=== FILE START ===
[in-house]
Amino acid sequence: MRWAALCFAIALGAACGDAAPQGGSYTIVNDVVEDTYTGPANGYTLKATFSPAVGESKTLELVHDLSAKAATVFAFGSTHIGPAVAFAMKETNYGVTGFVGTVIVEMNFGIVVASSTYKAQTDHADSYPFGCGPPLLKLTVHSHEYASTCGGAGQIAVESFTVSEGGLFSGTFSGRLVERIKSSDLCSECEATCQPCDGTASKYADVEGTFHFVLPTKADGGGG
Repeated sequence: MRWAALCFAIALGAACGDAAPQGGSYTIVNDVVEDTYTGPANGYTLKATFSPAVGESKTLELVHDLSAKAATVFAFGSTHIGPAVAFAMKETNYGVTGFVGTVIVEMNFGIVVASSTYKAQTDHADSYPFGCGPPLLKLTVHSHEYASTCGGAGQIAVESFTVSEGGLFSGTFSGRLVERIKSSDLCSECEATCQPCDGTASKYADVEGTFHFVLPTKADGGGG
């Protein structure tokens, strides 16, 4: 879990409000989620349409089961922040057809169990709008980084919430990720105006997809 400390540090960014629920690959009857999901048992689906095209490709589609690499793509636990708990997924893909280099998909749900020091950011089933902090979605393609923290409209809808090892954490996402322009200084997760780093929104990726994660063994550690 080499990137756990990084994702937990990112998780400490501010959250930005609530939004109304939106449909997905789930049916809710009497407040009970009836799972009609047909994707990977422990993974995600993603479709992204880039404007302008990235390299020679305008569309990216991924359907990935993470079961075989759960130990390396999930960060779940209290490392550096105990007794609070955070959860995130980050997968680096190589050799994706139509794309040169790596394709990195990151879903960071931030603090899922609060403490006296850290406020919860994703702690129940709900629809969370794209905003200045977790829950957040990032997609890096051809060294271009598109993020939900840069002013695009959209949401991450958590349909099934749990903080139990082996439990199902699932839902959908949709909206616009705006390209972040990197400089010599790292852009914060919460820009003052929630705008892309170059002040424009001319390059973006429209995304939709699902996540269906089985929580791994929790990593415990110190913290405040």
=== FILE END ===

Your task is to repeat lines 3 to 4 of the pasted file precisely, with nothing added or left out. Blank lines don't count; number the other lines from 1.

Repeated sequence: MRWAALCFAIALGAACGDAAPQGGSYTIVNDVVEDTYTGPANGYTLKATFSPAVGESKTLELVHDLSAKAATVFAFGSTHIGPAVAFAMKETNYGVTGFVGTVIVEMNFGIVVASSTYKAQTDHADSYPFGCGPPLLKLTVHSHEYASTCGGAGQIAVESFTVSEGGLFSGTFSGRLVERIKSSDLCSECEATCQPCDGTASKYADVEGTFHFVLPTKADGGGG
């Protein structure tokens, strides 16, 4: 879990409000989620349409089961922040057809169990709008980084919430990720105006997809 400390540090960014629920690959009857999901048992689906095209490709589609690499793509636990708990997924893909280099998909749900020091950011089933902090979605393609923290409209809808090892954490996402322009200084997760780093929104990726994660063994550690 080499990137756990990084994702937990990112998780400490501010959250930005609530939004109304939106449909997905789930049916809710009497407040009970009836799972009609047909994707990977422990993974995600993603479709992204880039404007302008990235390299020679305008569309990216991924359907990935993470079961075989759960130990390396999930960060779940209290490392550096105990007794609070955070959860995130980050997968680096190589050799994706139509794309040169790596394709990195990151879903960071931030603090899922609060403490006296850290406020919860994703702690129940709900629809969370794209905003200045977790829950957040990032997609890096051809060294271009598109993020939900840069002013695009959209949401991450958590349909099934749990903080139990082996439990199902699932839902959908949709909206616009705006390209972040990197400089010599790292852009914060919460820009003052929630705008892309170059002040424009001319390059973006429209995304939709699902996540269906089985929580791994929790990593415990110190913290405040």